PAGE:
In discussions on previous posts it was debated whether ISS crew would need to "batten down the hatches" and confirm all objects were "lashed to the deck" before an orbital boost burn.
My thinking is that for the heavier objects the force necessary to restrain against the continuous air circulation (a mere breeze) would be much less than the force necessary to restrain against a 0.02 g acceleration
This is clearly seen in the two videos below, where as soon as the engines start, a several kg camera+lens and say a 65 kg astronaut immediately start accelerating towards the back of the
01:36 in the 2nd video there Demonstration of Acceleration Inside the International Space Station During a Reboost ISS Expedition 22 Commander Jeff Williams says:
OK here we are down in the Russian segment in the service module, and we don’t actually operate the reboost here on board, the ground programs it, and then the computers on board execute the reboost.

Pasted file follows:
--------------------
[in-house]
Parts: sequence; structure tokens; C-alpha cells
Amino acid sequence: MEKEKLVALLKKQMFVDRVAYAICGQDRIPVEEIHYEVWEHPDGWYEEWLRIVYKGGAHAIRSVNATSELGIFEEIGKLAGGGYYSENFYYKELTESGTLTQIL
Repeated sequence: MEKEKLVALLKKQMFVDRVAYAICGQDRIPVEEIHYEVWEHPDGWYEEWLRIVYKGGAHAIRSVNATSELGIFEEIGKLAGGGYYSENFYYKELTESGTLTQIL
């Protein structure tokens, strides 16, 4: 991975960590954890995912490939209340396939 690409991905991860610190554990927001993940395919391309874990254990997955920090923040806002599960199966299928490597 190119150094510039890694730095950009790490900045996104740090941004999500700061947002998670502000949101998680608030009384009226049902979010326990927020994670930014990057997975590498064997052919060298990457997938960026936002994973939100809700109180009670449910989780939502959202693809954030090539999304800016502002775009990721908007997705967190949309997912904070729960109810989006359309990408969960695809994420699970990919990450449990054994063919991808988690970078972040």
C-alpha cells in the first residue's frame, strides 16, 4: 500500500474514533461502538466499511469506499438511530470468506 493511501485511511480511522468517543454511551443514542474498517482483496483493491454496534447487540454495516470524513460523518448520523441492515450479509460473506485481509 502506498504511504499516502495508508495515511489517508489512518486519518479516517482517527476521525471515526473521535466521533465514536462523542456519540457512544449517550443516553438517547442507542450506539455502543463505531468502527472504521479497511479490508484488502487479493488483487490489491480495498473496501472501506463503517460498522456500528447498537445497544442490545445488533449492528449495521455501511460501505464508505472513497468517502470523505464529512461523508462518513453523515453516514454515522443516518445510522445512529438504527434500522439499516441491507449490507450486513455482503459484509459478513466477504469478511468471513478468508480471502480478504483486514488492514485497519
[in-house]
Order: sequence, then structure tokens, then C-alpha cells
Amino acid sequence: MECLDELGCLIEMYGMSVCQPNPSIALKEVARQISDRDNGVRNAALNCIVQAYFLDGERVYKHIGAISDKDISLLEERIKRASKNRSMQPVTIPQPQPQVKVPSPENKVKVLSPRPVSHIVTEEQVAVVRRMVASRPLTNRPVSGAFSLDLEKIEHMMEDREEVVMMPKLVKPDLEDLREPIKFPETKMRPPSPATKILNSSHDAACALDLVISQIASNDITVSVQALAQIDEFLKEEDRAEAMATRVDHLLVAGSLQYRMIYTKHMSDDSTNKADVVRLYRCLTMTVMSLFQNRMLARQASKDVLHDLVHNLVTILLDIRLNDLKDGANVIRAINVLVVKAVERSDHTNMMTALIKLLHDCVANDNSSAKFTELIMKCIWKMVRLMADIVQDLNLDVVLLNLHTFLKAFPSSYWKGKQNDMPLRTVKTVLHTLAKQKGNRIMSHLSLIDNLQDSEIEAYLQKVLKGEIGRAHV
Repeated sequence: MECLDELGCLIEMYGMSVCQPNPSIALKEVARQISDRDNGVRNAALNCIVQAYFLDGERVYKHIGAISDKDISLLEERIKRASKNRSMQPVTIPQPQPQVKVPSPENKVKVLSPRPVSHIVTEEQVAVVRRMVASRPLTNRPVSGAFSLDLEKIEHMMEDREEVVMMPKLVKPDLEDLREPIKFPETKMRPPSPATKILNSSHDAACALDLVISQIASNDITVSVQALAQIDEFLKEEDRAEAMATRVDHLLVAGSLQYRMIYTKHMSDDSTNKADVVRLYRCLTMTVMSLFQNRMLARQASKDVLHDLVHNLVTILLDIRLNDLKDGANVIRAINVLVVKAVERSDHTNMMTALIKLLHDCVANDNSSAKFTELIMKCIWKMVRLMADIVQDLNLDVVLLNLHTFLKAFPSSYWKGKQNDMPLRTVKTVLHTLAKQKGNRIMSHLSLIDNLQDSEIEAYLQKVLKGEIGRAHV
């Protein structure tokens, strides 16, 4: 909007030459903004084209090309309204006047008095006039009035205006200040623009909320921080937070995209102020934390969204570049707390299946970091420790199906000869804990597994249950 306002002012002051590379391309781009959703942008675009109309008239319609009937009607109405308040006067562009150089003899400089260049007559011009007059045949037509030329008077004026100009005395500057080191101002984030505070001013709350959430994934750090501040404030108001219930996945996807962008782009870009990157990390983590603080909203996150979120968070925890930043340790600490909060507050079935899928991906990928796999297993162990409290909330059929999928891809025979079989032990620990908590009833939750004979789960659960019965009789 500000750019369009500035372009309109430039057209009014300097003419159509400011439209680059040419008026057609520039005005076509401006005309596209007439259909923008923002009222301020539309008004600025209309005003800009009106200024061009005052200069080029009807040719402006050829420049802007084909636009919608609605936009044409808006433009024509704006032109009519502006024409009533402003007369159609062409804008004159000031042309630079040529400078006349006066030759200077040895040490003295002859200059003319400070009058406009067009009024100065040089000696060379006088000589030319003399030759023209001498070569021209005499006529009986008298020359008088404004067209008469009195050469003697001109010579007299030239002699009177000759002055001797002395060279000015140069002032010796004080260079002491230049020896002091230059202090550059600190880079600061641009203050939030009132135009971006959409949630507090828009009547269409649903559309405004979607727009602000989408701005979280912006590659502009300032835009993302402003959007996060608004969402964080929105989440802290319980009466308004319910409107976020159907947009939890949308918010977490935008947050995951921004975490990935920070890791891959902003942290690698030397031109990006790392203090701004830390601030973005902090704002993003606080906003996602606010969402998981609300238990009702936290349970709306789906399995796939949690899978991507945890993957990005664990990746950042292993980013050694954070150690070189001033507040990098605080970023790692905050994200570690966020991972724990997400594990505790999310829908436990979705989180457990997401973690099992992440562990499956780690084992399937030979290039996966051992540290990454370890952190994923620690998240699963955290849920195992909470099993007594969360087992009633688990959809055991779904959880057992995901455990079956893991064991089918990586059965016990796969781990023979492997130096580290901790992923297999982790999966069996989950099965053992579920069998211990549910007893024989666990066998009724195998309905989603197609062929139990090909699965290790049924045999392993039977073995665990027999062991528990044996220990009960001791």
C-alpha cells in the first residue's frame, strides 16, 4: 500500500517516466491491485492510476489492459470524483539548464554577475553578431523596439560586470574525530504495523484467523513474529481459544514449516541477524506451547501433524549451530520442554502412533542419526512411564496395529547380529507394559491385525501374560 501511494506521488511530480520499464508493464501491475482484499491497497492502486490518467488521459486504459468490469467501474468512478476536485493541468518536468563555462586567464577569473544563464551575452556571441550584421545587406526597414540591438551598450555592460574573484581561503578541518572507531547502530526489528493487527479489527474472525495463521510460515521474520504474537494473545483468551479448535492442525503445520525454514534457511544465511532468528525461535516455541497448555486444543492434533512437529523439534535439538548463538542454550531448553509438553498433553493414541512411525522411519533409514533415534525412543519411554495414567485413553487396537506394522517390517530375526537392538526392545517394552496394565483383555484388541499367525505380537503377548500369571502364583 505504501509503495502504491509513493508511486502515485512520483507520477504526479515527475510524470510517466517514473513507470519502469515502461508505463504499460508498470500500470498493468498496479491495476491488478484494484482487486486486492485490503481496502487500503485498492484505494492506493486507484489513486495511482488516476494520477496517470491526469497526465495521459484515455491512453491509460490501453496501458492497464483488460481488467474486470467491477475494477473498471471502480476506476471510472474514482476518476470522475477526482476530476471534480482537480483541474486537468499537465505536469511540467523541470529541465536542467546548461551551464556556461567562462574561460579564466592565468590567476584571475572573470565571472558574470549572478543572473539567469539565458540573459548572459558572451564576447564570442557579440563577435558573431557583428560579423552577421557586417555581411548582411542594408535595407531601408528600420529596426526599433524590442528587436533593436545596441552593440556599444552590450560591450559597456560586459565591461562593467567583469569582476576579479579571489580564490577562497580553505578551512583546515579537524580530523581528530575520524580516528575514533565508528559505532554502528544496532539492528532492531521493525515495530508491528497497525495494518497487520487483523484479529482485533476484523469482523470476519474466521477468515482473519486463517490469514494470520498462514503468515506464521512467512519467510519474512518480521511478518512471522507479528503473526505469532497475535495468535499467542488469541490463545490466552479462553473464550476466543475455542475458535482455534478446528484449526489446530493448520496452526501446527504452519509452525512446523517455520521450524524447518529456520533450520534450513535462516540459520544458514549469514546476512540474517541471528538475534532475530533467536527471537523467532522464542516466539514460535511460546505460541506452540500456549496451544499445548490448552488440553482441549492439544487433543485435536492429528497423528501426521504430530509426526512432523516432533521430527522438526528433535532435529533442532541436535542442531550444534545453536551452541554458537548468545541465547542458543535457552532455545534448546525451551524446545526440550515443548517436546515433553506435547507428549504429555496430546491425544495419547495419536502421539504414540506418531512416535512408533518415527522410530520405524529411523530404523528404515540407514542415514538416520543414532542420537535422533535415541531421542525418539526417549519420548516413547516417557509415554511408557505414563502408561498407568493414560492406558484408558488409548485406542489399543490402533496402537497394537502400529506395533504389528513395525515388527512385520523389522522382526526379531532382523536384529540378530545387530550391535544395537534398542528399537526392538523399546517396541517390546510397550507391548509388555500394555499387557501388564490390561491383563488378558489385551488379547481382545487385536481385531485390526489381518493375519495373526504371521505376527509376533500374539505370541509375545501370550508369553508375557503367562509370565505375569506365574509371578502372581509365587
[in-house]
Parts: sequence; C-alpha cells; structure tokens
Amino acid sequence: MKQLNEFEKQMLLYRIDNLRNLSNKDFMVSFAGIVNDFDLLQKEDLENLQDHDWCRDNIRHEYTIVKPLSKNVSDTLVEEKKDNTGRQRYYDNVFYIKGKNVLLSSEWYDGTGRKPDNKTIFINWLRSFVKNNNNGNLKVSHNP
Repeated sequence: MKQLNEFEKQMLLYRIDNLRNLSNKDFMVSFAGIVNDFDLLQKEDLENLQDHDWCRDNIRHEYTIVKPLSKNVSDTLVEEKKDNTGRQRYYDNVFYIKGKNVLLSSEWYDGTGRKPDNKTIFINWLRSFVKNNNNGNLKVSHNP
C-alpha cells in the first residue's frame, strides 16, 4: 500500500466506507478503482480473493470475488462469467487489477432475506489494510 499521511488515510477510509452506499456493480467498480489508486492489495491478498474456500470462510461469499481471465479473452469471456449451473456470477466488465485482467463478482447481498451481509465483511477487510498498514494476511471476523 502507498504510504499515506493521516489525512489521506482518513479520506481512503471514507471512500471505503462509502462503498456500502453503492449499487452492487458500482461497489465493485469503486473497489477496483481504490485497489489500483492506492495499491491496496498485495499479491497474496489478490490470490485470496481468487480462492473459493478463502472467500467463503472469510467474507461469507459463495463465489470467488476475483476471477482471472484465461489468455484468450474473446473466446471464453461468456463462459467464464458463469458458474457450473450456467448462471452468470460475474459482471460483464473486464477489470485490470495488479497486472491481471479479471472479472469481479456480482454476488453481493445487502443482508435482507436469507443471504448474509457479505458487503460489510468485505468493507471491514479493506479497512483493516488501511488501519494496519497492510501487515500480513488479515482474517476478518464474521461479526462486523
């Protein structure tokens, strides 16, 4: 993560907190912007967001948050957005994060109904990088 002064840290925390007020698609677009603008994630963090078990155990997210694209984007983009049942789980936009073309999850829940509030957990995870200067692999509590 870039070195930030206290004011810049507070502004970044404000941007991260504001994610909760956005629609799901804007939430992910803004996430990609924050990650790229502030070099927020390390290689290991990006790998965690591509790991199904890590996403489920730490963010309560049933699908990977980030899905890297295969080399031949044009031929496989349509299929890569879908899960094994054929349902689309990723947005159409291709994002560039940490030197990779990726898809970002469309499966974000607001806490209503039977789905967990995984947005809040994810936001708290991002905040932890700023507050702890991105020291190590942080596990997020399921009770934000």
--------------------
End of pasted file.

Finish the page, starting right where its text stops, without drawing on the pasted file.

But we have insight into the parameters coming up, and it looks like we’re programmed to do a 2.7 m/s increase in our delta-v. When the engines fire, we will experience a small acceleration, not a whole lot, but it will be 0.0185 m/s^2, and I’m going to try to demonstrate that at the time of ignition, and during the burn.
Question: Are there standard procedures for securing the ISS before an orbital boost burn, and do they include checking that at least large objects are "strapped down", or does the fact that they haven't blown away indicate that there's nothing to worry about?